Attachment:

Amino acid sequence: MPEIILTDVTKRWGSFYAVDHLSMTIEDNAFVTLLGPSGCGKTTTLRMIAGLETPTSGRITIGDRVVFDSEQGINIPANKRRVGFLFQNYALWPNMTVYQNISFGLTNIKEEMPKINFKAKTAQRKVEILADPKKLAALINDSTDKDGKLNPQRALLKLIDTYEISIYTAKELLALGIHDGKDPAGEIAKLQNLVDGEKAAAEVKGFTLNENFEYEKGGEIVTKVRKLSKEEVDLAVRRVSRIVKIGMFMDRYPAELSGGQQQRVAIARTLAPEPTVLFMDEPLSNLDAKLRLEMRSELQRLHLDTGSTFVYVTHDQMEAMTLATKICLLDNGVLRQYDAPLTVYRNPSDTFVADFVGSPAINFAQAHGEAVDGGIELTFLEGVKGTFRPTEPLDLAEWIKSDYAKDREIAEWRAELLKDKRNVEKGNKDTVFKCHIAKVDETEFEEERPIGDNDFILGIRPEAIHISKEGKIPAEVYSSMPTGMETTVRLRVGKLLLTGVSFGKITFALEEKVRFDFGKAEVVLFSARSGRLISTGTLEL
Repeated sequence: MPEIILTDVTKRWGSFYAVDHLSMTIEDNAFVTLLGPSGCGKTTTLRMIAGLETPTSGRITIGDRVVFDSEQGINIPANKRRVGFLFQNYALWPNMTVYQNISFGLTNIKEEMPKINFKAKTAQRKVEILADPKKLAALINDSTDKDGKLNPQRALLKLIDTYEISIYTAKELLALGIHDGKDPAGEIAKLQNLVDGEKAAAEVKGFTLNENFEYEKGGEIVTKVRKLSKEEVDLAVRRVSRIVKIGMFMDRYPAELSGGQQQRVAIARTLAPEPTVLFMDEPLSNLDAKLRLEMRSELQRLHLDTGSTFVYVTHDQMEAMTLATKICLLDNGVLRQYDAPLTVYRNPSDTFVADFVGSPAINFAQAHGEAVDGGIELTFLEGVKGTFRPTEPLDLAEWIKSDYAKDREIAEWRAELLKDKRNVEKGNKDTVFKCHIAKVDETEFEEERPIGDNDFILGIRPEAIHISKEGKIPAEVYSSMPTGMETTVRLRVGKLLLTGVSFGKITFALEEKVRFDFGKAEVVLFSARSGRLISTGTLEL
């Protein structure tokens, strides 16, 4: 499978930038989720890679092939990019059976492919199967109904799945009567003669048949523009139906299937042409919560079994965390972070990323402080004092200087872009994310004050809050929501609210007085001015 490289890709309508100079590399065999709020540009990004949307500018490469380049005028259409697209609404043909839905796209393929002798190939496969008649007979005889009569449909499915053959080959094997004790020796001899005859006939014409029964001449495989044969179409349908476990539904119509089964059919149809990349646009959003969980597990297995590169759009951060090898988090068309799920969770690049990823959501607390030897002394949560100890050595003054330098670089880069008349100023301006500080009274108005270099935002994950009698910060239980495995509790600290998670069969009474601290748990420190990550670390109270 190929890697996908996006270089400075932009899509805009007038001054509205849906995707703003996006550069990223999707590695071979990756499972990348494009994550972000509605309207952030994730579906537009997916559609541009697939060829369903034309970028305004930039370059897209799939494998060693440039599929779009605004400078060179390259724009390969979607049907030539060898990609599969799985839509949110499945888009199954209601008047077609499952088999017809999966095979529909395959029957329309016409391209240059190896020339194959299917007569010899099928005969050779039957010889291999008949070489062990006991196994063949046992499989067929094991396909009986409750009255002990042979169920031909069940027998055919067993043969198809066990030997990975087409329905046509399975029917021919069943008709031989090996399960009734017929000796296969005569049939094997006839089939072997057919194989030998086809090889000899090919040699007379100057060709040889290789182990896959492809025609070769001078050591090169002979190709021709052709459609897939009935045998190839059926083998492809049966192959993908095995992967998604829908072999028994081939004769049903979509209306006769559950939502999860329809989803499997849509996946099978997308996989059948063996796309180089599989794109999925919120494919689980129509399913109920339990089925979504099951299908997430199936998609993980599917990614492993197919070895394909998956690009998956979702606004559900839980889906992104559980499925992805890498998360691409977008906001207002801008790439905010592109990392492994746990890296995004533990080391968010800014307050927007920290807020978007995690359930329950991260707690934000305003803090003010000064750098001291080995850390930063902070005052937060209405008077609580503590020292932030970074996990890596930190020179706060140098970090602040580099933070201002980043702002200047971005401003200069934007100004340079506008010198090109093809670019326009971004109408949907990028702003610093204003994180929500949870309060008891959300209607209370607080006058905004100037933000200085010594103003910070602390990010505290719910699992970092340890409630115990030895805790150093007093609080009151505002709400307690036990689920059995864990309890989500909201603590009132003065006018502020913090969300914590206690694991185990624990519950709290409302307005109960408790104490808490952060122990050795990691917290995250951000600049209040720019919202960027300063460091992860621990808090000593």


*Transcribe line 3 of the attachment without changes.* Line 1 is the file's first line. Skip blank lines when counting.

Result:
């Protein structure tokens, strides 16, 4: 499978930038989720890679092939990019059976492919199967109904799945009567003669048949523009139906299937042409919560079994965390972070990323402080004092200087872009994310004050809050929501609210007085001015 490289890709309508100079590399065999709020540009990004949307500018490469380049005028259409697209609404043909839905796209393929002798190939496969008649007979005889009569449909499915053959080959094997004790020796001899005859006939014409029964001449495989044969179409349908476990539904119509089964059919149809990349646009959003969980597990297995590169759009951060090898988090068309799920969770690049990823959501607390030897002394949560100890050595003054330098670089880069008349100023301006500080009274108005270099935002994950009698910060239980495995509790600290998670069969009474601290748990420190990550670390109270 190929890697996908996006270089400075932009899509805009007038001054509205849906995707703003996006550069990223999707590695071979990756499972990348494009994550972000509605309207952030994730579906537009997916559609541009697939060829369903034309970028305004930039370059897209799939494998060693440039599929779009605004400078060179390259724009390969979607049907030539060898990609599969799985839509949110499945888009199954209601008047077609499952088999017809999966095979529909395959029957329309016409391209240059190896020339194959299917007569010899099928005969050779039957010889291999008949070489062990006991196994063949046992499989067929094991396909009986409750009255002990042979169920031909069940027998055919067993043969198809066990030997990975087409329905046509399975029917021919069943008709031989090996399960009734017929000796296969005569049939094997006839089939072997057919194989030998086809090889000899090919040699007379100057060709040889290789182990896959492809025609070769001078050591090169002979190709021709052709459609897939009935045998190839059926083998492809049966192959993908095995992967998604829908072999028994081939004769049903979509209306006769559950939502999860329809989803499997849509996946099978997308996989059948063996796309180089599989794109999925919120494919689980129509399913109920339990089925979504099951299908997430199936998609993980599917990614492993197919070895394909998956690009998956979702606004559900839980889906992104559980499925992805890498998360691409977008906001207002801008790439905010592109990392492994746990890296995004533990080391968010800014307050927007920290807020978007995690359930329950991260707690934000305003803090003010000064750098001291080995850390930063902070005052937060209405008077609580503590020292932030970074996990890596930190020179706060140098970090602040580099933070201002980043702002200047971005401003200069934007100004340079506008010198090109093809670019326009971004109408949907990028702003610093204003994180929500949870309060008891959300209607209370607080006058905004100037933000200085010594103003910070602390990010505290719910699992970092340890409630115990030895805790150093007093609080009151505002709400307690036990689920059995864990309890989500909201603590009132003065006018502020913090969300914590206690694991185990624990519950709290409302307005109960408790104490808490952060122990050795990691917290995250951000600049209040720019919202960027300063460091992860621990808090000593």